They were spectacular for two years, but now, they are spreading very well but no longer blooming. I know they need dividing again, but the accumulated iris now measure in the square yards, and they work very well holding the pond bank together.

    Bookmark   October 26, 2007 at 8:51AM
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cnetter(z5 Co)

David, is 2 feet out and up a water logged situation? It doesn't sound it being that high up, but one can hope. My LAs are borderline cold hardy here and Sibs are supposed to be real cold hardy. Though I'm still thinking my daylily bed is my best bet for Sibs.

Another place that uses Siberians alot is Interlocken, where they have had nice large clumps of blue and purple ones for years. They get very exposed to winds and cold there, but that place goes through an obscene amount of water on grass so I'm sure the Sibs are well watered.

    Bookmark   October 26, 2007 at 9:44AM
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tunnymowg(z6b Salt Lake)

Ok Cheryl, I think that looks right. The rhizomes I have are long and kind of skinny and they have little rootlets coming out of one of the long sides.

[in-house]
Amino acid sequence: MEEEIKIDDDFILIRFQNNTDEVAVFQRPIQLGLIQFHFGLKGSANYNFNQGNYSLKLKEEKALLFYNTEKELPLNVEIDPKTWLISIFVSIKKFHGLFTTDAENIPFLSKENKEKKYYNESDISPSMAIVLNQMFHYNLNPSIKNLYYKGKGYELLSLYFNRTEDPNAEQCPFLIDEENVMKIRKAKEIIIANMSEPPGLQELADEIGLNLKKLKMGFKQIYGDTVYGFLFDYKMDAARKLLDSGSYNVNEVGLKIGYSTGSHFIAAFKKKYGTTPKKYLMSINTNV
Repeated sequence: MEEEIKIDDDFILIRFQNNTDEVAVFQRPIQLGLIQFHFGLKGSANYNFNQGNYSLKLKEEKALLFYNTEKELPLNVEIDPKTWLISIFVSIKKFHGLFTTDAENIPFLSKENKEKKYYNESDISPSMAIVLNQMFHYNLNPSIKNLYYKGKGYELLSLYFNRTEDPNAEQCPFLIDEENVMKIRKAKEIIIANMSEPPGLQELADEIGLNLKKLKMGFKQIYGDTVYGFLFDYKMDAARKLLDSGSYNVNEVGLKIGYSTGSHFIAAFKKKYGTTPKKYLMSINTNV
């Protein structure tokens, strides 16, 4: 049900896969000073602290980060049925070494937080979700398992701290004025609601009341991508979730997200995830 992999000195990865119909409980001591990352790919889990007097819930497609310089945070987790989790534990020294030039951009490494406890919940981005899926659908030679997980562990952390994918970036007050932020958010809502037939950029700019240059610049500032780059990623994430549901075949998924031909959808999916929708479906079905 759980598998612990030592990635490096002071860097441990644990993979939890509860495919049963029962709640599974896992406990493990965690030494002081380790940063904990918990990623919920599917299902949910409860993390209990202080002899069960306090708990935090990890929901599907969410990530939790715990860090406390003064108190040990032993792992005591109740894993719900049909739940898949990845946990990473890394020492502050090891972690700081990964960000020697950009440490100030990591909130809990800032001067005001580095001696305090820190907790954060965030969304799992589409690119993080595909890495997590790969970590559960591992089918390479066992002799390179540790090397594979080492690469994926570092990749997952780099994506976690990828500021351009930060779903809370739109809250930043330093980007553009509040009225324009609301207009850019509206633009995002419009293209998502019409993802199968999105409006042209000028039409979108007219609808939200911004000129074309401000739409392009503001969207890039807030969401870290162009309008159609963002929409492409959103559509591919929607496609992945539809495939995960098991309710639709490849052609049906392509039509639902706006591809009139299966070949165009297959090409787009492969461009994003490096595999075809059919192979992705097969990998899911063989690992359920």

Isn't personal preference a funny thing? I do really like bearded iris but I have no idea why they are on the verge of looking too fussy for me. Meanwhile, I absolutely LOVE big puffy hydrangeas and peonies which I'm sure are way too fussy-looking for a lot of people.

    Bookmark   October 26, 2007 at 12:21PM
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david52 Zone 6

Cnetter, the iris are far from waterlogged, and must dry out completely in the winter. They do get some runoff during the summer. Aside from not blooming, the plants love it - they're spreading sideways and down into towards the water as well.

    Bookmark   October 26, 2007 at 1:42PM
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Skybird - z5, Denver, Colorado

I love the vertical structure your iris gives to your flower bed, Steve. Im big-time into considering not only the flowers, but the contrasting foliages too when IÂm putting things in.